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Role of satellite RNAs in cucumber mosaic virus-host plant interactions. A review

By KT. Kouadio, C. De Clerck, T. Atcham Agneroh, O. Parisi, P. Lepoivre and H. Jijakli

Abstract

Subviral non-coding RNA molecules, known as satellite RNAs (satRNAs), are often associated with cucumber mosaic virus (CMV). These satRNAs require a helper virus (CMV in this case) for their replication, encapsidation and transmission. They modify CMV pathogenicity by either attenuating disease symptoms or by exacerbating them. This effect could be due either to competition between a helper virus and satRNAs for replication, or to specific satRNA sequences or secondary structures. The type of host plant and the CMV strain also affect the behavior of satRNAs. Recent studies have shown that satRNA replication is associated with the production of satRNA-derived small RNAs of 21-25 nucleotides in length, which play a key role in RNA silencing and could explain differences in CMV symptom severity. This review highlights the current understanding and recent advances in relation to satRNA-mediated disease symptoms in CMV-infected plants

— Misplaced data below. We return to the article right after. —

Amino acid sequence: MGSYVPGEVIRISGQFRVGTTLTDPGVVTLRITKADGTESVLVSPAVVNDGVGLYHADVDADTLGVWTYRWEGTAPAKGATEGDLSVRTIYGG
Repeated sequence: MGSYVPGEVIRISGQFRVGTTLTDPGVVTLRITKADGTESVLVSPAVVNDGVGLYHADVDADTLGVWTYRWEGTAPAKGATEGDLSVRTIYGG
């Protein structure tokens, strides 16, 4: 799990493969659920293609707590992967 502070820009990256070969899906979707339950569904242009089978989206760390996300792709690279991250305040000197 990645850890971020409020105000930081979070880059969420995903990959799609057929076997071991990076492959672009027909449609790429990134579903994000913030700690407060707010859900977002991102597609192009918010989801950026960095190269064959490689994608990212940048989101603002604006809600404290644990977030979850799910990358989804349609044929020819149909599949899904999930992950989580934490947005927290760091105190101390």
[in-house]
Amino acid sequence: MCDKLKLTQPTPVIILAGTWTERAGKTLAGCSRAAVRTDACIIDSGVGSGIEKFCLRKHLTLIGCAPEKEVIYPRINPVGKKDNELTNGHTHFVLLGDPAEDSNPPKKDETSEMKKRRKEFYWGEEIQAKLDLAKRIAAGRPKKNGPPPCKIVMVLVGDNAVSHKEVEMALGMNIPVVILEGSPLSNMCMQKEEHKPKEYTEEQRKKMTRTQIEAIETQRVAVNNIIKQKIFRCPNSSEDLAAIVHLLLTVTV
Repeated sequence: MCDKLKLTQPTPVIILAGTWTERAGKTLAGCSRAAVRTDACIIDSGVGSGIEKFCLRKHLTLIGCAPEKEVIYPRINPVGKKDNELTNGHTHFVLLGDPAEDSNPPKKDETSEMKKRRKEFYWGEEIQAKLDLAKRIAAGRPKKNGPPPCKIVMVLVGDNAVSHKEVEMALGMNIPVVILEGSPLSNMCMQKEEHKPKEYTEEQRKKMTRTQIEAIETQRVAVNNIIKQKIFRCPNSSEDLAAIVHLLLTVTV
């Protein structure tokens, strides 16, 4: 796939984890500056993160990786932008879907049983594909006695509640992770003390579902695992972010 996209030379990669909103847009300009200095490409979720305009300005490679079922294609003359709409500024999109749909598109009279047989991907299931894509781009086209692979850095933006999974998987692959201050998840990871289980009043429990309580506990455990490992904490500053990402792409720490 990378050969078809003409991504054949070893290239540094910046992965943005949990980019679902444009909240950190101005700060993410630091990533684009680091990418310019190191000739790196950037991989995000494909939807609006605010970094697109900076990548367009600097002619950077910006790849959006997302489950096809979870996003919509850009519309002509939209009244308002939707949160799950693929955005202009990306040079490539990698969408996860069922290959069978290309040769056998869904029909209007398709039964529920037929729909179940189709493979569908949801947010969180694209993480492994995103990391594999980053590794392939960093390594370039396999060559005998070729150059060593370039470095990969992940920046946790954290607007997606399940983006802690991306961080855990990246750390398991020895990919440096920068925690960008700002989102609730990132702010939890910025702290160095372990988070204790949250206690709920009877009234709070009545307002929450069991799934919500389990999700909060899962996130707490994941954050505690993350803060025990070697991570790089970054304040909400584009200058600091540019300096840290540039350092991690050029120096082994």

Topics: Cucumovirus, RNA, pathogenicity, Biotechnology, TP248.13-248.65, Environmental sciences, GE1-350
Publisher: Presses Agronomiques de Gembloux
Year: 2013
OAI identifier: oai:doaj.org/article:fb37b6ee62ff4e10b355a386d1b9d2a0
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